Israeli Food – Delicious, colorful and surprising

There is no doubt that food is the one of the most important things in the Jewish world (’They tried to kill us. We survived. Let’s eat!’). Following this principle, Israel Experience’s research team did a survey lately among our programs’ participants, asking them to choose their favorite Israeli food. Schwarma won big time.

For those of us who are vegetarians or vegans, we’ll have you know, that there is such a thing as a vegan Schwarma! On your next trip to Israel, check out these next places:

Vegan Schwarma TLV

Vegan Schwarma Jerusalem


The Israeli food is updated and surprising. The fact that there are people from so many nationalities and places in one small country, creates new combinations, fusion of tastes, textures and flavors (and also can create a big mess, but we aren’t going to talk about it now). We thought about a few dishes from the Israeli food cuisine, that perhaps aren’t familiar as Hummus and Falafel, but without them the Israeli food cuisine wouldn’t look the same.


fried eggs in tomato sauce in the pan

Shakshouka – Israeli food show time

Shakshouka and how it captivated Israeli food

The origin of this amazing dish is from North Africa. The meaning of the name Shakshouka in the Berber language is a mixture. There is no wonder that it is such a big hit in the Israeli food cuisine, which is known for its food combinations and new inventions.The basic recipe is made up of poached eggs, onion, tomatoes and red peppers. Some say that Shakshouka used to be a common dish among North Africa Jewish communities.

What’s so fun about Shakshouka, is other than being amazingly delicious, it is the kind of food that you can play with. You can make eggplant Shakshouka, spinach Shakshouka, add Curry and make it Thai style Shakshouka or anything else you can think of. Next time you’ll be in Israel, make sure to try this Israeli food delicacy.


Ptititm or israeli couscous - kind of small pasta, traditional for israelian cuisine. Copy space background.

Ptitim – Authentic Israeli food

Ptitim (Israeli Couscous) – The ultimate Israeli food

Well, there is no arguing that this one is an original Israeli food!

Back in the 1950’s, it was extremely rare to get rice in Israel, due to the Austerity period. The Israeli creative mind had come up with this substitute: toasted pasta shaped like rice grains.
Till recently, Ptitim were considered as a simple dish. Now days you can find them on the menus in fancy Israeli food restaurants and even in restaurants around the world.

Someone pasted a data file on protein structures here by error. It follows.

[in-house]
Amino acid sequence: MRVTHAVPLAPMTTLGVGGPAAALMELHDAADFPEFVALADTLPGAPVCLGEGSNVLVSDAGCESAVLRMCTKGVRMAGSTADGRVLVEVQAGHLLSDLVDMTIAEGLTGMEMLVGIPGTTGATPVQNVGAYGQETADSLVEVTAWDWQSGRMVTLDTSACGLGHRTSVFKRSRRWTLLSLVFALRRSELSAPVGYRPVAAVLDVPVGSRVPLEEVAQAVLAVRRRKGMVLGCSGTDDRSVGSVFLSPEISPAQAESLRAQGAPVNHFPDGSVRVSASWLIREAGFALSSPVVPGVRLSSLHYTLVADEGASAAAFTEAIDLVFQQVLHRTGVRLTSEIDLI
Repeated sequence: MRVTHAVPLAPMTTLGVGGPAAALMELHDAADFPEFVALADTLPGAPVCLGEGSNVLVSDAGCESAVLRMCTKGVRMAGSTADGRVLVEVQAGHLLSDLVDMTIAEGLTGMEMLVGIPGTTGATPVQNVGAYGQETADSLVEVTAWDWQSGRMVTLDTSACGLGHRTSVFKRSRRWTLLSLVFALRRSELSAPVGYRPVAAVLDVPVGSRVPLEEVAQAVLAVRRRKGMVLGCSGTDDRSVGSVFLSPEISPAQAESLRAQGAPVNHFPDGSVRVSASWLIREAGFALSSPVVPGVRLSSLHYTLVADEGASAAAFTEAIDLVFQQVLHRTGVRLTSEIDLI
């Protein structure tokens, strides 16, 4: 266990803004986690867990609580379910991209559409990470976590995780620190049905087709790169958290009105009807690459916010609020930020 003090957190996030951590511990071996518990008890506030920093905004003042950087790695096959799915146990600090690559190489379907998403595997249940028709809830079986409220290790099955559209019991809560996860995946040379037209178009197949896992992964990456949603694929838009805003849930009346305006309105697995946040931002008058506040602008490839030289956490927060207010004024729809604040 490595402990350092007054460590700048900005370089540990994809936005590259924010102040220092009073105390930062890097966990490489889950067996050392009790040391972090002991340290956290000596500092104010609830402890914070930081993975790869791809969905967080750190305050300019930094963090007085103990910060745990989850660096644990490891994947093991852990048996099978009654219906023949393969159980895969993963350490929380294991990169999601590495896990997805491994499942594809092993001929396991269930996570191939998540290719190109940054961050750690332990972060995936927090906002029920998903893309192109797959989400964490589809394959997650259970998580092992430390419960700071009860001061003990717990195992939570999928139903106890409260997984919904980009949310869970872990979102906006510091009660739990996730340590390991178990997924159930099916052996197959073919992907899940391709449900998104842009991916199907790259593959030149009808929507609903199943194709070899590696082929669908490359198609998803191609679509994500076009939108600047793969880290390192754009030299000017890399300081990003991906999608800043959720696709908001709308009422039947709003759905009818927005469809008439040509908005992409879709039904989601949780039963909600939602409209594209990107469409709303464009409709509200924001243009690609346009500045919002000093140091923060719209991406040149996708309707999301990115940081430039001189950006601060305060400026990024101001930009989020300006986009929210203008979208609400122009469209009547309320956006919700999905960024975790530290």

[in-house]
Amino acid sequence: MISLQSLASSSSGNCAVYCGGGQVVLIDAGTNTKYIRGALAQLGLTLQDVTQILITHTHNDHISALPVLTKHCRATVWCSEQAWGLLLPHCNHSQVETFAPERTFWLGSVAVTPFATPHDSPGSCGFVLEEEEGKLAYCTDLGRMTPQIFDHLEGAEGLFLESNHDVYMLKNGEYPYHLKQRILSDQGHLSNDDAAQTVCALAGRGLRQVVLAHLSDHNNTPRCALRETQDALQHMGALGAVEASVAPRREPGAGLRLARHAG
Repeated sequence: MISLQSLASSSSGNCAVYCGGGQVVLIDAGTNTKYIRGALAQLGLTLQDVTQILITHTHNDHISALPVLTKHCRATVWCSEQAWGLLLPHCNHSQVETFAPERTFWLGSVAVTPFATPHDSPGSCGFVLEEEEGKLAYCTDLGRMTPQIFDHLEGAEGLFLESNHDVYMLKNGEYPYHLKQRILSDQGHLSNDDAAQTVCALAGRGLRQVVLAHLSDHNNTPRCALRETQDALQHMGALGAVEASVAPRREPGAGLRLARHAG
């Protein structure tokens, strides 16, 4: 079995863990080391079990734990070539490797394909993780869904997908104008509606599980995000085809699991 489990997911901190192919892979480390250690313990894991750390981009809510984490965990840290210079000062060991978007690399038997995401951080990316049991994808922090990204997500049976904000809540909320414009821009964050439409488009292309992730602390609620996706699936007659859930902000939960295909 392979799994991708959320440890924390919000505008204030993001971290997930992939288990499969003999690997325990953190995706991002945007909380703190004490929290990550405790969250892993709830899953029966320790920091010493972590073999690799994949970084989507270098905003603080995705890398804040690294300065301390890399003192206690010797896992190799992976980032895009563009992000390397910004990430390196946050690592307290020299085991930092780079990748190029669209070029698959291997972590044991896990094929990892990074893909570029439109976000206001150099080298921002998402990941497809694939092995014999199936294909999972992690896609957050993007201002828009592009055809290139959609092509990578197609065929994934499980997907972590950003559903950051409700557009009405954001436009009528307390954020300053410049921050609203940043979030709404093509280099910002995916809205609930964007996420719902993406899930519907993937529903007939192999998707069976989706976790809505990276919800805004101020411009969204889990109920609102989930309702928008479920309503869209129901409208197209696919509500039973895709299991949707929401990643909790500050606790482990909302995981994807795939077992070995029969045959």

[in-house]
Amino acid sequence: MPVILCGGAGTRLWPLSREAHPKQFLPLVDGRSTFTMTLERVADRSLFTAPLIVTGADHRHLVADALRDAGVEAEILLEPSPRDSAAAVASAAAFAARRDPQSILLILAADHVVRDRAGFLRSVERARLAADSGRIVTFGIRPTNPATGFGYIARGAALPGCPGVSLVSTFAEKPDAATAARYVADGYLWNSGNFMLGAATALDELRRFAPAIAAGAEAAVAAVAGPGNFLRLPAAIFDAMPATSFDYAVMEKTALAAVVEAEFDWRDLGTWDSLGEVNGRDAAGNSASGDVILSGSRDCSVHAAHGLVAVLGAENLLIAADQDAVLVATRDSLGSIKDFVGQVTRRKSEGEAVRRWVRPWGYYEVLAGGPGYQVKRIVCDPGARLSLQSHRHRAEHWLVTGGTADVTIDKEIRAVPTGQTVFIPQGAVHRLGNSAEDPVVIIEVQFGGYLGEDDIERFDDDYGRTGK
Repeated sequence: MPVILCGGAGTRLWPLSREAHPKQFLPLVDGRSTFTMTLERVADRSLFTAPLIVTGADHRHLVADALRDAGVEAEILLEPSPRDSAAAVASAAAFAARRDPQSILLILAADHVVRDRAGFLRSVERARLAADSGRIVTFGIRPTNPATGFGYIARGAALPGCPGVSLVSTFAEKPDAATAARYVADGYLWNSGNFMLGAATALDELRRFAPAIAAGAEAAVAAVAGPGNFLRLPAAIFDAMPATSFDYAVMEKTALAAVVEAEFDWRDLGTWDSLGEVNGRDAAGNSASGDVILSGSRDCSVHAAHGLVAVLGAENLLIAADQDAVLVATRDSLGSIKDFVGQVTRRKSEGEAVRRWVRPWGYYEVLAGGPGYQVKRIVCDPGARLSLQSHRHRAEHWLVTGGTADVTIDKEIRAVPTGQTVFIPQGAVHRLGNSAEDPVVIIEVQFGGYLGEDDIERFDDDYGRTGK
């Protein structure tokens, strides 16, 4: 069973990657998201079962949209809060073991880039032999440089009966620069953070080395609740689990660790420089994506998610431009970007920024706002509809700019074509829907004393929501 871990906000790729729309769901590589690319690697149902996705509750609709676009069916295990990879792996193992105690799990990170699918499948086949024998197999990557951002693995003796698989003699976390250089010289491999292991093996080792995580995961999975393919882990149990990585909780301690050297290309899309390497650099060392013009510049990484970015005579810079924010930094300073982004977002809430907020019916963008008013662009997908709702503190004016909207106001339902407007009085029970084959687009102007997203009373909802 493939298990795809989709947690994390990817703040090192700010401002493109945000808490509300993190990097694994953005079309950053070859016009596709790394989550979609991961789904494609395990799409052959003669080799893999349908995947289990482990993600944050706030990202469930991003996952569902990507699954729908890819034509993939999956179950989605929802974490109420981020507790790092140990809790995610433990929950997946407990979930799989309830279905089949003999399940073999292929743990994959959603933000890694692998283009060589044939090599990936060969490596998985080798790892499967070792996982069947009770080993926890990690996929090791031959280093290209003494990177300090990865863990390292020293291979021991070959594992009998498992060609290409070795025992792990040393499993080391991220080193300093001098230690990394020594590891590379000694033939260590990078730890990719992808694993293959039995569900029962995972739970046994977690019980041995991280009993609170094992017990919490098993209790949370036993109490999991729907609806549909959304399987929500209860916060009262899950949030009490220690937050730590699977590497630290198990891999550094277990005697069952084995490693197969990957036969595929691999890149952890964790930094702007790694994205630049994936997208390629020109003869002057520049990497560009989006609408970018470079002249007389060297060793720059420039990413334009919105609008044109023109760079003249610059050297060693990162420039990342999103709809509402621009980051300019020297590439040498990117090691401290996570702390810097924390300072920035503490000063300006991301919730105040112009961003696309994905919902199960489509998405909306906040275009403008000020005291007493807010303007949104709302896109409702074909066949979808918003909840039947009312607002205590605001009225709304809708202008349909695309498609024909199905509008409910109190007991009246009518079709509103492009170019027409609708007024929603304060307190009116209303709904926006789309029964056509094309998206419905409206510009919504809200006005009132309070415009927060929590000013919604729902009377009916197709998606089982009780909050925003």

Middle Eastern cuisine, Kubbeh matfuniya (Arabic word kubbah means "ball") Red Kubbeh matfuniya in a soap bowl.

Kurdish influences on Israeli food – Kubeh

Kubeh – Israel food style

Also known as Kubbah, Kibbe, Kibbah, is a Middle Eastern dish, made out of Bulgur (Cracked wheat) or potatoes, stuffed with red meat, chicken or mushrooms.

The Kubeh can be either fried, served with a variety of sauces such as pomegranate sauce, lemon sauce and others, or it can be served in a soup. Yam!

You can tell by this pic that the Israeli food had welcomed this dish into his kitchen. Yam!

bamba unhealthy smacks in a raw on white background

Bamba – Most favorite Israeli snack food


Bamba – We’ll have you know this is one of the world’s greatest inventions! (Or at least one of the best Israeli food inventions ever)

The Israelis love their food, but also their snacks!

Bamba is a peanut snack, extremely delicious.

Did you know that eating Bamba at a young age can help preventing peanut allergies?
Thanks to a huge international research, it was found out that the percentage of peanut allergies in Israel is significantly lower than other countries in the world, you can read more about it here.


Soup Almonds / Shkedei Marak / soup mandel - An Israeli / Jewish soup accompaniment / snack

Shkedei Marak – Israeli food cuisine can’t work without them

Shkedei Marak (Soup Nuts, literally Soup Almonds) – We just can’t picture Israeli food without it!

Most of Israeli kids will eat their soup with Shkedei Marak. Actually, in Israel we always say that the soup is an excuse for eating Shkedei Marak (even for us grown-ups). They are also known as mandlakh in Yiddish, or as “soup mandels” in the United States. We cannot imagine How Israeli food would have look without Shkedei Marak.


One of the best ways to learn more about Israel, is becoming familiar with the Israeli food cuisine, since it’s revealing Israel’s multi cultural nature and helps us understand some of the most interesting events in Israel’s past and present.
We have culinary tours on most of our programs, since we believe that Israel Experience should be of all senses. Our culinary themed Birthright group, Spices, is all about Israel’s food.

We hope that we will see you soon in Israel, so you can try the Israeli cuisine food by yourself!


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